In this webcast, we will highlight the best practices for incident creation and also enabling you to get the best out of your support from SAP.

This webcast will help to improve the quality of incidents being created and generally enhance your support experience with SAP. The aim is that you will all understand the SAP processes that you are expected to follow to get the best results from your SAP engagement.

To register for the Webcast, please access here

To get more information on our webcasts please see here

Thanks for reading!

The New Application Interface Register for SAP Integration

All partners who complement SAP Application’s features by extending them, are applicable for SAP PE Build Partnership. This is for SAP PE Build Partners that uses API’s to get and post data to/from SAP applications. A very important announcement targeted towards SAP PE Build Partners was made in November 2020. The announcement made in the SAP Partner Portal was to notify that from February 15th, 2021, a Unique Integration Key provided by SAP must be used by all PE Build Partner’s Solution that integrates or connects to SAP Applications through APIs. This is also called the Application Interface key. This unique key must be used in the API Header.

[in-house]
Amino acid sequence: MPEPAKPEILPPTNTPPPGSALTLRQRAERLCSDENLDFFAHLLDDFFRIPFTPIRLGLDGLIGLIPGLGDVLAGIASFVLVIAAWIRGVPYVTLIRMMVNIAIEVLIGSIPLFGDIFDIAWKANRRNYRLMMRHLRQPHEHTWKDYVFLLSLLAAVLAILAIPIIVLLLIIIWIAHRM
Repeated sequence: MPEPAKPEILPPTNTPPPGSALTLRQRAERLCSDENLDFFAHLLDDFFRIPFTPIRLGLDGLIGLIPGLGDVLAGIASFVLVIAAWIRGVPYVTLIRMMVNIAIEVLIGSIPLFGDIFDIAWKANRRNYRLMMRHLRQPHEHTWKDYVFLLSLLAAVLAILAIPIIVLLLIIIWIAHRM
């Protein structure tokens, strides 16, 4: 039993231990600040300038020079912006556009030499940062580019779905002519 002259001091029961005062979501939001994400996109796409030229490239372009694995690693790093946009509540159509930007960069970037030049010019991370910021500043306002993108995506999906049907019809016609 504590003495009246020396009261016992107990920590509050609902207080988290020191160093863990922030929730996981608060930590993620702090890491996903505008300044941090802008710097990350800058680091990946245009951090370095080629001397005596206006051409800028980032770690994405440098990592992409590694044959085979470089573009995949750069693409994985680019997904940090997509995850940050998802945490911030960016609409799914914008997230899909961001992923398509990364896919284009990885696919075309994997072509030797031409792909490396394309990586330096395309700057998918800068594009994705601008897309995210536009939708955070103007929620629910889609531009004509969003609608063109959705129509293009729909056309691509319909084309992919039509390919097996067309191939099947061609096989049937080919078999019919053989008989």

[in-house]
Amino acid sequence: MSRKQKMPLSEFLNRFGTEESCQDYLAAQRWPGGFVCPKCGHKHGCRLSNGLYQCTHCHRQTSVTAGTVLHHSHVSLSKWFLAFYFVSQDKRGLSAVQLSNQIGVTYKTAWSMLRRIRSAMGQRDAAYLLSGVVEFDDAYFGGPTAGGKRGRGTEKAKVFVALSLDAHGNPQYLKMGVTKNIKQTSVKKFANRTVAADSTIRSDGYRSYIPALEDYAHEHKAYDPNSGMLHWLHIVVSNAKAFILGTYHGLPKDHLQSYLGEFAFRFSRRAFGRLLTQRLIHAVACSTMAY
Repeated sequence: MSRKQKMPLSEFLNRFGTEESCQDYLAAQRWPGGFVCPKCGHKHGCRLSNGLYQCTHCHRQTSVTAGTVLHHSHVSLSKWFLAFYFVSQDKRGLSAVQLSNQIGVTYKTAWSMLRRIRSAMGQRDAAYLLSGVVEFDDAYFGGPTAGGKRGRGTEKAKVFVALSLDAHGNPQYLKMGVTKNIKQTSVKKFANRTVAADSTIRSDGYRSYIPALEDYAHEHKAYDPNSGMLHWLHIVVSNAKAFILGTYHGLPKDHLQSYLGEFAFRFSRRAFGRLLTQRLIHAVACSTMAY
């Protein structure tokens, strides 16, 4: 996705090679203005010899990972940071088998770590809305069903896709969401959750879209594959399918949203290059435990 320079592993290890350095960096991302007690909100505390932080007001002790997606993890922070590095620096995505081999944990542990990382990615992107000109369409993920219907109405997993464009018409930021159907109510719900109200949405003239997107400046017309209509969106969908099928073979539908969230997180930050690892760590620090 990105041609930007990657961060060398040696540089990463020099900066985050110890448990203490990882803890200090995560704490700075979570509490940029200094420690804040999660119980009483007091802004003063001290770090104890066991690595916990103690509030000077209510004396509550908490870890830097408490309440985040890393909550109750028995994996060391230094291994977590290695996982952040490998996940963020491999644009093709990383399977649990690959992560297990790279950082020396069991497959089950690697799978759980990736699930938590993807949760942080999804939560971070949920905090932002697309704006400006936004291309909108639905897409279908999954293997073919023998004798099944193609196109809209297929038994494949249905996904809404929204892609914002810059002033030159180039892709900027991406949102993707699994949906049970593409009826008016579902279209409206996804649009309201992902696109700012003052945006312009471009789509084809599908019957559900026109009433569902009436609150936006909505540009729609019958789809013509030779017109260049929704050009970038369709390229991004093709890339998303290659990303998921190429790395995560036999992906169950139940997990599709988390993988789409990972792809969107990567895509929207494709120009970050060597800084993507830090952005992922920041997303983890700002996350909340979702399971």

How to do Application Interface Register for SAP Integration

To call every SAP LoB API as part of the Application Interface Register, it is required that the SAP PE Build Partner locate and use the Application Interface Key. The Application Interface Key will be an 8-character alphanumeric key which will be provided to all Registered Partner Application. Qualified and compliant applications can be deployed by partners by providing the Application Interface Key when calling for SAP APIs.

How to access the Application Interface Key

To access the Application Interface Key, SAP PE Build Partners need to go through the following:

  • Manage My Partnership Portal
  • Manage My Apps Portal
  • Manage My Apps Mobile Interface.

A Step-by-Step Guide of How to Locate the Application Interface Key:

Step 1 – Open and Login to the SAP Partner Portal – https://partneredge.sap.com/

Step 2 – Open the Partnership Dashboard – https://partneredge.sap.com/en/partnership/dashboard.html

Step 3 – Open SAP PartnerEdge Launchpad

Step 4 – Click on Manage My Apps

All existing Registered and Qualified Apps will be shown in Manage My Apps.

Step 5- Click on the App to get details, the API Key will be available here which can be used in SAP LOB Application’s API Header.

Step 6 – If there are no App Listed, then you can start Register New App from the Manage My Apps Home Page

Step 7 – Important Fields and Options under Register New App section is as follows: